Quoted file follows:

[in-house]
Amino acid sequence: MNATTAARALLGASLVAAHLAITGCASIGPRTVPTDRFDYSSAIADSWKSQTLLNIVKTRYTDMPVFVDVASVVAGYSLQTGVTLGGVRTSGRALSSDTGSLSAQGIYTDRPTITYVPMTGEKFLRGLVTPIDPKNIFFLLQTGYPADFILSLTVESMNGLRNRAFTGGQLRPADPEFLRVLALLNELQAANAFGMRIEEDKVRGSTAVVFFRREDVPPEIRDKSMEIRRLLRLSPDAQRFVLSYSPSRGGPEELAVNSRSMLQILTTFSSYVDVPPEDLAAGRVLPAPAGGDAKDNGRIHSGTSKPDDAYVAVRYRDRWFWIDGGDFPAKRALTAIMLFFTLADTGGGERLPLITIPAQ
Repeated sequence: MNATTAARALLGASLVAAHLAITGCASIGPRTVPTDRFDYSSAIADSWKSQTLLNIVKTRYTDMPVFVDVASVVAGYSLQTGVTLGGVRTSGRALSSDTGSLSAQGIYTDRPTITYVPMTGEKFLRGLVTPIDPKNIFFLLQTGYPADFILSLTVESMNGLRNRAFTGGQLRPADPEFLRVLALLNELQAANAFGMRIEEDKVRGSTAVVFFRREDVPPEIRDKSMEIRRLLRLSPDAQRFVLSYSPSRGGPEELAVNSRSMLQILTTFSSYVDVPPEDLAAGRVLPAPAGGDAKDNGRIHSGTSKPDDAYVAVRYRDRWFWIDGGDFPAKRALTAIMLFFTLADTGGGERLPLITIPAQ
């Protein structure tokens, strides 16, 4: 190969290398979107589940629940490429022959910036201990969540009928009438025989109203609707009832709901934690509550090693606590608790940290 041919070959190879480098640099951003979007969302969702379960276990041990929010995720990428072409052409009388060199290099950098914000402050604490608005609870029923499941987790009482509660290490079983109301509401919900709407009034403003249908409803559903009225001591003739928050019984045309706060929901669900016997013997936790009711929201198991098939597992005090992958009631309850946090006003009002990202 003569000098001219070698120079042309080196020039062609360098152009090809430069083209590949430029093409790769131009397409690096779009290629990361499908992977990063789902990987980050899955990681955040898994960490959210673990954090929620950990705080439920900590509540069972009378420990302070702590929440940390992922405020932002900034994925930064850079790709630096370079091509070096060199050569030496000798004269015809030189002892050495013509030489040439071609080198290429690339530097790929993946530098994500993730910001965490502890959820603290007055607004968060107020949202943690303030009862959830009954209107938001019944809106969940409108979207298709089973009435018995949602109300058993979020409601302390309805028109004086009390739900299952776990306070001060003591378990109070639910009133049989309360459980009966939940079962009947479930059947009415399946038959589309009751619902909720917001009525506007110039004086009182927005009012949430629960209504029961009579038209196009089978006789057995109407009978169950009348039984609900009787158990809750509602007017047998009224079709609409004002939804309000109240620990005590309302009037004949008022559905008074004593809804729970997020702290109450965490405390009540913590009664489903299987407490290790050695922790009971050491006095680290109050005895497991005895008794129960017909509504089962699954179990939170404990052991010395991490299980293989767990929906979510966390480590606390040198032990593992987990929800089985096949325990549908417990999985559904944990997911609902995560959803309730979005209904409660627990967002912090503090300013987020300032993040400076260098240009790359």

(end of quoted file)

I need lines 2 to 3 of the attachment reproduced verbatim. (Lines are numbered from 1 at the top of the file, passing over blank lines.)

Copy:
Amino acid sequence: MNATTAARALLGASLVAAHLAITGCASIGPRTVPTDRFDYSSAIADSWKSQTLLNIVKTRYTDMPVFVDVASVVAGYSLQTGVTLGGVRTSGRALSSDTGSLSAQGIYTDRPTITYVPMTGEKFLRGLVTPIDPKNIFFLLQTGYPADFILSLTVESMNGLRNRAFTGGQLRPADPEFLRVLALLNELQAANAFGMRIEEDKVRGSTAVVFFRREDVPPEIRDKSMEIRRLLRLSPDAQRFVLSYSPSRGGPEELAVNSRSMLQILTTFSSYVDVPPEDLAAGRVLPAPAGGDAKDNGRIHSGTSKPDDAYVAVRYRDRWFWIDGGDFPAKRALTAIMLFFTLADTGGGERLPLITIPAQ
Repeated sequence: MNATTAARALLGASLVAAHLAITGCASIGPRTVPTDRFDYSSAIADSWKSQTLLNIVKTRYTDMPVFVDVASVVAGYSLQTGVTLGGVRTSGRALSSDTGSLSAQGIYTDRPTITYVPMTGEKFLRGLVTPIDPKNIFFLLQTGYPADFILSLTVESMNGLRNRAFTGGQLRPADPEFLRVLALLNELQAANAFGMRIEEDKVRGSTAVVFFRREDVPPEIRDKSMEIRRLLRLSPDAQRFVLSYSPSRGGPEELAVNSRSMLQILTTFSSYVDVPPEDLAAGRVLPAPAGGDAKDNGRIHSGTSKPDDAYVAVRYRDRWFWIDGGDFPAKRALTAIMLFFTLADTGGGERLPLITIPAQ